The tabbed inbox itself is a bit of a mixed blessing for marketers. On the one hand, it encourages intent on the part of the consumer. She only engages with promotions when she feels inclined to do so, and your message is less likely to have disappeared into the morass of personal or social email in other tabs.
On the other hand, she, the user, may never click on that promotions tab. The implications of such tendencies, I’ll go into further down this post.
But what are the implications of Gmail’s grid view? Here are some ideas…
When it comes to shopping, consumers have always preferred a more tactile and visual experience.
The growth of ecommerce and social networks like Pinterest means that brands are increasingly allowing, even encouraging, consumers to share images of products online.
Here, I'll look at how the mobile revolution and the prospect of wearable technologies like Google Glass are set to change how retailers can use images to drive both brand awareness and, ultimately, sales.
Images are increasingly important to the customer experience and search yet many sites are not optimised to take advantage.
In the early days of the web images were typically small and of low quality. We all remember the little animated men at work icons that littered the web in its infancy.
However, as users have moved from dial-up to broadband connections, the number, size and quality of images on the web has increased significantly.
With more than 9,000 messages being sent every second, Twitter can be a noisy place, so it's always important to distinguish yourself from the crowd.
Luckily, Twitter has a few features that can help, including Twitter Cards, promoted tweets and images.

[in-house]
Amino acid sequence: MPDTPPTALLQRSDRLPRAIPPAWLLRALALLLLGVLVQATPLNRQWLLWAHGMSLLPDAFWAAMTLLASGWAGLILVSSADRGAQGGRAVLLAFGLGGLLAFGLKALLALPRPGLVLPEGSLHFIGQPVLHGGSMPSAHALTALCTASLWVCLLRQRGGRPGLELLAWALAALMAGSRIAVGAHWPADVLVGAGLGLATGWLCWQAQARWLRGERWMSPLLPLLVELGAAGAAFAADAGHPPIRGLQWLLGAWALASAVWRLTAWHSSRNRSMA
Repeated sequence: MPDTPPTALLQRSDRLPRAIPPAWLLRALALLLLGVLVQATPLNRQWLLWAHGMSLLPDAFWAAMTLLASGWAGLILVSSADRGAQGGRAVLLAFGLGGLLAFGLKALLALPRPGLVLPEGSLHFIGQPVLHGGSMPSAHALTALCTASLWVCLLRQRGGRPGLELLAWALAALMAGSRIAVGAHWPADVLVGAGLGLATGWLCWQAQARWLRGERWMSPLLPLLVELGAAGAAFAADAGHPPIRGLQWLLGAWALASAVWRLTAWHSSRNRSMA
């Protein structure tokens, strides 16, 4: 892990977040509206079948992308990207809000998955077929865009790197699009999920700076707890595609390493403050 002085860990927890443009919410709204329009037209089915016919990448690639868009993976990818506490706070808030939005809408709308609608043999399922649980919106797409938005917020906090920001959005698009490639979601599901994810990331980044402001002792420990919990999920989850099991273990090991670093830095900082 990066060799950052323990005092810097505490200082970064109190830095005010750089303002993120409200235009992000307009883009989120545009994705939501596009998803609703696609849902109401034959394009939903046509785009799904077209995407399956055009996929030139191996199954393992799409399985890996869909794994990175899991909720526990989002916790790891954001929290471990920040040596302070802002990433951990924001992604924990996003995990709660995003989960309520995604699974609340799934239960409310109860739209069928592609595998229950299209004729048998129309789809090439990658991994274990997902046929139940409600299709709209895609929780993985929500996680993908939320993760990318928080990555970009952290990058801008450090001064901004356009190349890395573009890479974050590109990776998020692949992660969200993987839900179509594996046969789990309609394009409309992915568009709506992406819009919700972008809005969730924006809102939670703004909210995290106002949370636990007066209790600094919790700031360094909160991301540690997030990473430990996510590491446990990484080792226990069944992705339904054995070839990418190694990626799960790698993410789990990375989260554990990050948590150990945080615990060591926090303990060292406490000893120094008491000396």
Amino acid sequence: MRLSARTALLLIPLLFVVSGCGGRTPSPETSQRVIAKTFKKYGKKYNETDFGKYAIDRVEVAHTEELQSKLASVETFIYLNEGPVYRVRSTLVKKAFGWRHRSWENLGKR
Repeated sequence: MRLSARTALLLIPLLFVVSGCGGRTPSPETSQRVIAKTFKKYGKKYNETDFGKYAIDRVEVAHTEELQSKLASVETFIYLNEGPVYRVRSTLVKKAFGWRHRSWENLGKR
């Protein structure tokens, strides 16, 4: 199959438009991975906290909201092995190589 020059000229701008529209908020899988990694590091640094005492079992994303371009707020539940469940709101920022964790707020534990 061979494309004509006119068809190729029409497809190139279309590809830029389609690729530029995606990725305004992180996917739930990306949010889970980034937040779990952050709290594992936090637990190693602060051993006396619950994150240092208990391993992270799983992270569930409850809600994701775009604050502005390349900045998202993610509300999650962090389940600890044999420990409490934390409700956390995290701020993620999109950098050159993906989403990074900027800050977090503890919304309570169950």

So here’s the bad news. It’s no longer enough for your site to be ‘usable’ and ‘intuitive’. Today’s best in breed online retailers mastered the usability thing a while back and have long moved on.
To survive in a competitive market your site must also draw customers in, provide ideas, inspiration and help all without being overly attentive and obtrusive.
Whether your site is selling high fashion or stationery, we can all learn something from the most successful online retailers. We used whatusersdo.com to find out what was working best on two big fashion retail sites: ASOS and H&M.
Here are the five key themes both have hit upon to help them to their success.
If you’re a regular user of Google+ (and if you aren’t, here’s some good reasons you should be), then you may have seen a few unusual posts popping up on your feed today.
This will lead to speculation that despite its previous ‘No ads’ stance, Google may be willing to include a few Facebook style promoted posts to add spice to the G+ mix...
Google Plus has announced a host of new image editing features, which integrate the brilliant Snapseed application into the social network.
There's also an 'awesome' twist with the addition of animated gifs for sequence photos. A collection of useful tools for anyone who wants to use original imagery in their content.
On Wednesday Google+ announced a host of improvements. For me, involved in the content side of things, I was particularly interested in the new image features, particularly after hearing that they'd integrated the excellent Snapseed app.